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Report From: Delphi-BCB/RTL/Delphi/Other RTL    [ Add a report in this area ]  
Report #:  8399   Status: Open
System initialization differences are allowed to affect FPU Control Word
Project:  Delphi Build #:  8.1
Version:    10.0 Submitted By:   John Herbster
Report Type:  Basic functionality failure Date Reported:  6/12/2004 6:11:02 AM
Severity:    Infrequently encountered problem Last Updated: 3/20/2012 2:24:39 AM
Platform:    All versions Internal Tracking #:   238092
Resolution: None (Resolution Comments) Resolved in Build: : None
Duplicate of:  None
Voting and Rating
Overall Rating: (11 Total Ratings)
4.91 out of 5
Total Votes: 6

There is a problem with FPU (Floating Processor Unit) Control Word being initialized to different precisions on different computers.  

The problem comes up every now and then in the forums when programmers claim that the same programs will give different results on different machines.

On one of my machines, any Delphi project starts user code with an FPU precision of "double" while on most machines Delphi projects start user code with "extended" precision.

See the Steps for instructions on how to check for the problem.  (No user code is required.)

There is an easy fix to make all machines start user code with "extended" precision described in the Workaround tab.

This problem was originally described in QC report #5928.  Which was, I believe, mistakenly closed with the resolution "Test Case Error".  

In QC #5928, I tracked the problem down to a two pieces of, what I call, bad code
(1) in D7's Forms.pas; and the other in
(2) Windows.pas.

In Forms.pas, procedure TApplication.CreateHandle has the code
    FHandle := CreateWindow(...);
    if NewStyleControls then
      SendMessage(FHandle, WM_SETICON, 1, GetIconHandle);
      SetClassLong(FHandle, GCL_HICON, GetIconHandle);
where SendMessage is defined in User32.dll.  This SendMessage on some machines or under some conditions can change the FPU's control word.  (In my case from extended to double precision.)

In Windows.pas, function CreateWindow(...) and
similarly CreateWindowEx(...) have the code
    FPUCW := Get8087CW;
    Result := _CreateWindowEx(...);

Notice that the code reads FPUCW from the actual FPU's CW instead of the Default8087CW (which can be different) and that on exit the Set8087CW() sets *both* the actual FPU's CW and the Default8087CW.  (This an example of why we try to avoid having redundant variables in our programs.)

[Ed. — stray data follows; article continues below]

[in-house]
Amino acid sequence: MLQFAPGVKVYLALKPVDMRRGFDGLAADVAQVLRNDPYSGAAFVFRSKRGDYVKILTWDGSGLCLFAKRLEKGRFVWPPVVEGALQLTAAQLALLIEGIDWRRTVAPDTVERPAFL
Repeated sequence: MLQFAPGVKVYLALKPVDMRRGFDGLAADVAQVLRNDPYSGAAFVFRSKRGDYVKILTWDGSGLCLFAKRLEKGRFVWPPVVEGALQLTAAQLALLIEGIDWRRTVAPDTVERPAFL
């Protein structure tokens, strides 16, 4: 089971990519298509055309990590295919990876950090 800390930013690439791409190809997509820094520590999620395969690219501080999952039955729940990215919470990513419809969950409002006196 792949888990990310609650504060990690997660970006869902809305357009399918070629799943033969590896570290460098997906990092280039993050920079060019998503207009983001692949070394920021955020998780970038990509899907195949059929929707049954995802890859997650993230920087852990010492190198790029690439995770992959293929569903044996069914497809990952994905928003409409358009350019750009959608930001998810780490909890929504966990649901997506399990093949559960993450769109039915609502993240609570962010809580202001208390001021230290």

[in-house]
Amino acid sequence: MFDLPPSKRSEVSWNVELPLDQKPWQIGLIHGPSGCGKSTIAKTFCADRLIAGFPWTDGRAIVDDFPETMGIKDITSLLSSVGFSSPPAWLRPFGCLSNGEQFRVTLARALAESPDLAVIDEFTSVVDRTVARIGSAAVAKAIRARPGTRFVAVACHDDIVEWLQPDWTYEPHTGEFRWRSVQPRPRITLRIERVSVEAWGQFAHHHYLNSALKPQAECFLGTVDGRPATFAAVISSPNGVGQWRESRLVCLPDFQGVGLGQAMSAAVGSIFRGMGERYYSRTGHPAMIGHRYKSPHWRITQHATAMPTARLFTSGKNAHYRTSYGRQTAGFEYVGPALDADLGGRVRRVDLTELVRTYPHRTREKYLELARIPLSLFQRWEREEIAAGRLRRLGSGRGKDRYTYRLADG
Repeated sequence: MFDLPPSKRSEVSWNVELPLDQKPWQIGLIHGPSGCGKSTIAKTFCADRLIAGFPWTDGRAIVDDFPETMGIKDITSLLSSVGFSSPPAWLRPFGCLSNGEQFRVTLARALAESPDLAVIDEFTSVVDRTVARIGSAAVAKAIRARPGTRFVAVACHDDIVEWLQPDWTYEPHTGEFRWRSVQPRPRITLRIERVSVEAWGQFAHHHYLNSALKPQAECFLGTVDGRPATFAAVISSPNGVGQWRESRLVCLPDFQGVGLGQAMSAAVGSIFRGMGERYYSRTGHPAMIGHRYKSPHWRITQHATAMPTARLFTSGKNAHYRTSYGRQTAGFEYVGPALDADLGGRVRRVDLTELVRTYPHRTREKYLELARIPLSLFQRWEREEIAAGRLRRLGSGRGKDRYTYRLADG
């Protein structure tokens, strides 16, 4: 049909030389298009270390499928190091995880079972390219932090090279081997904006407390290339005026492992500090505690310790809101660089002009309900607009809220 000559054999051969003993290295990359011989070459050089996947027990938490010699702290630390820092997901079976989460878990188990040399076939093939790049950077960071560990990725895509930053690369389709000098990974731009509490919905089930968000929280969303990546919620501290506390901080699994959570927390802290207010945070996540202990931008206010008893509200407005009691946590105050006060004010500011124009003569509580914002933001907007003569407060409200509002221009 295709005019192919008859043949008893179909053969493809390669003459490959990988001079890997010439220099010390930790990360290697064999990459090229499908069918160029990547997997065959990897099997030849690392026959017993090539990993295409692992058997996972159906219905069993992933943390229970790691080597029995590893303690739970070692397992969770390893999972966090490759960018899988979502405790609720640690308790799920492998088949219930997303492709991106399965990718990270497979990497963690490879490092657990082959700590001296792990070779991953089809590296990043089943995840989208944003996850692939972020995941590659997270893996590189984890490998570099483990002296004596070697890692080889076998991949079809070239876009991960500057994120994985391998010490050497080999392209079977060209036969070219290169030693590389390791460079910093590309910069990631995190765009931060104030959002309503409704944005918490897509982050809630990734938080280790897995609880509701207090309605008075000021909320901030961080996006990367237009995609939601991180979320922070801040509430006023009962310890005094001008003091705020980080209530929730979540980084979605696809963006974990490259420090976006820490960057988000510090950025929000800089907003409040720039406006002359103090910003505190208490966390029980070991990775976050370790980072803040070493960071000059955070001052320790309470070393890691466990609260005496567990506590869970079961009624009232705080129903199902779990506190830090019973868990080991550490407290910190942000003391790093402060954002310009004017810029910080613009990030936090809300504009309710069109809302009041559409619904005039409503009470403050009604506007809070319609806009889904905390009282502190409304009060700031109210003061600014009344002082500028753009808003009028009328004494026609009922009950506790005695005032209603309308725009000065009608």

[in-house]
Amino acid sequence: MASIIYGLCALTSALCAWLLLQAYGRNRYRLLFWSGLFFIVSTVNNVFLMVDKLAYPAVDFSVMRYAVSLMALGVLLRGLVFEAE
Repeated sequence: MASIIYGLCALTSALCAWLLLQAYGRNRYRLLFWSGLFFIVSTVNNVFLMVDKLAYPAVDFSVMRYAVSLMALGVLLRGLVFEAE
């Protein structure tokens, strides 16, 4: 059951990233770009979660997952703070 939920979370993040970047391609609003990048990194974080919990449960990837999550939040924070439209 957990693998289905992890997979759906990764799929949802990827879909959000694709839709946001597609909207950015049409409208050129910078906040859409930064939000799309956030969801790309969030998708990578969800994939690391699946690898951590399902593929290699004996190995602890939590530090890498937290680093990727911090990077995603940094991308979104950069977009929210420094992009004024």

If the CreateWindows and CreateWindowsEx code is going to read the actual FPU's CW on entry, then it should only restore FPU's CW on exit and *not* also set the Default8087CW variable.  Or optionally, if on entry it reads the Default8087CW, then it should restore the Default8087CW on exit.

I think that the problem could also be fixed by adding, in Forms.pas, procedure TApplication.CreateHandle the restoration of the FPU's CW at the return from calling the User32.dll SendMessage procedure.

Steps to Reproduce:

(1) Create the default "New Application".

(2) Press F8 to compile and stop at the "begin" line in the DPR file.

(3) Examine the FPU's PC (precision control) register

If PC=3, then the FPU is running extended precision.
If PC=2, then the FPU is running double precision.
If PC=0, then the FPU is running single precision.

The precision should be "extended", but on some PC's it has been observed to be "double".

Insert the statement
immediately after the "begin" in the DPR file, like in the following:

  Application.CreateForm(TForm1, Form1);

Kristofer Skaug at 10/2/2004 7:20:29 AM -
I only now bumped my head against this problem, noticing that a unit test (using some floating point math) would pass on one machine and fail on another one. The problem appears to be the same with Delphi 6.2 and Delphi 7.1: Watching the FPU PC register, I see this, compiling/executing the same test suite:

Exec:   A6   A7   B6   B7
x1      2    2    2    2
x2      2    2    3    3
x3      3    3    3    3

A6: D6.2, Machine-A (P4/1700 Workstation) -> tests fail
A7: D7.1, Machine-A (P4/1700 Workstation) -> tests fail
B6: D6.2, Machine-B (P4/1700 Dell laptop) -> tests pass
B7: D7.1, Machine-B (P4/1700 Dell laptop) -> tests pass

Code points (Exec):
x1 = Break at the 'begin' statement of the .dpr unit (before system initialization)
x2 = Break at first test case constructor
x3 = Break after loading a DLL built with BCB6

with PC=3 (extended precision) my tests pass, but with PC=2 they fail (due to the reduced precision, I guess).

I've stepped through with Debug dcu's and found that on Machine B (the laptop), the following statement of D6's System.pas would cause the FPU PC value to jump from 2 to 3:

procedure       _FpuInit;

The same obviously does not happen on my other machine.
I think this reeks of inconsistency.
Also it is frightening that loading DLL's built with other compilers can affect your executable's global FPU precision!!! In this case, even coming from a 'friendly' tool from the same vendor, i.e. BCB.